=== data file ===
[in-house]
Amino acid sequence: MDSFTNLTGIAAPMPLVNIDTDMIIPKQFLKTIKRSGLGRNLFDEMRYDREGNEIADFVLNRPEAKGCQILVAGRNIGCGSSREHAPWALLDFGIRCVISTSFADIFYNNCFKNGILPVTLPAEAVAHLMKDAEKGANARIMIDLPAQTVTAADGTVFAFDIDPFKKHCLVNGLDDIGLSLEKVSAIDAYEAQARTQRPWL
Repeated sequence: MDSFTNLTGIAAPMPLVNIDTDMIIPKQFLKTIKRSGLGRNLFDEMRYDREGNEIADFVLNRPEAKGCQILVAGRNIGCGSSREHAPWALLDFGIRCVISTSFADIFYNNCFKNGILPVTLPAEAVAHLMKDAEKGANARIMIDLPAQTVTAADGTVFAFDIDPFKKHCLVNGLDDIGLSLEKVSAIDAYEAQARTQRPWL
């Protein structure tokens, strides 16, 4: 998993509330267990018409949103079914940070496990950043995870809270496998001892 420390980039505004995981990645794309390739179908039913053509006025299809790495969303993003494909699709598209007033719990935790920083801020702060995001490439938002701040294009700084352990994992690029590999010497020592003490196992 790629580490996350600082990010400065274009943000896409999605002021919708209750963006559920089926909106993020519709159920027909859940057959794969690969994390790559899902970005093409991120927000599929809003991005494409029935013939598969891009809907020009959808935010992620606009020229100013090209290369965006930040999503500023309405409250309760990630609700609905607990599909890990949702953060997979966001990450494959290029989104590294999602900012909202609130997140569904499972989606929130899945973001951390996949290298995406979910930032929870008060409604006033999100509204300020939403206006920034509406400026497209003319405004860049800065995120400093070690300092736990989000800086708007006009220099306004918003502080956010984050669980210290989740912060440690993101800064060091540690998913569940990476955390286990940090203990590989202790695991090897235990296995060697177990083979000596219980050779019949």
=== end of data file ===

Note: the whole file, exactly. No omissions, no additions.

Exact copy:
[in-house]
Amino acid sequence: MDSFTNLTGIAAPMPLVNIDTDMIIPKQFLKTIKRSGLGRNLFDEMRYDREGNEIADFVLNRPEAKGCQILVAGRNIGCGSSREHAPWALLDFGIRCVISTSFADIFYNNCFKNGILPVTLPAEAVAHLMKDAEKGANARIMIDLPAQTVTAADGTVFAFDIDPFKKHCLVNGLDDIGLSLEKVSAIDAYEAQARTQRPWL
Repeated sequence: MDSFTNLTGIAAPMPLVNIDTDMIIPKQFLKTIKRSGLGRNLFDEMRYDREGNEIADFVLNRPEAKGCQILVAGRNIGCGSSREHAPWALLDFGIRCVISTSFADIFYNNCFKNGILPVTLPAEAVAHLMKDAEKGANARIMIDLPAQTVTAADGTVFAFDIDPFKKHCLVNGLDDIGLSLEKVSAIDAYEAQARTQRPWL
């Protein structure tokens, strides 16, 4: 998993509330267990018409949103079914940070496990950043995870809270496998001892 420390980039505004995981990645794309390739179908039913053509006025299809790495969303993003494909699709598209007033719990935790920083801020702060995001490439938002701040294009700084352990994992690029590999010497020592003490196992 790629580490996350600082990010400065274009943000896409999605002021919708209750963006559920089926909106993020519709159920027909859940057959794969690969994390790559899902970005093409991120927000599929809003991005494409029935013939598969891009809907020009959808935010992620606009020229100013090209290369965006930040999503500023309405409250309760990630609700609905607990599909890990949702953060997979966001990450494959290029989104590294999602900012909202609130997140569904499972989606929130899945973001951390996949290298995406979910930032929870008060409604006033999100509204300020939403206006920034509406400026497209003319405004860049800065995120400093070690300092736990989000800086708007006009220099306004918003502080956010984050669980210290989740912060440690993101800064060091540690998913569940990476955390286990940090203990590989202790695991090897235990296995060697177990083979000596219980050779019949």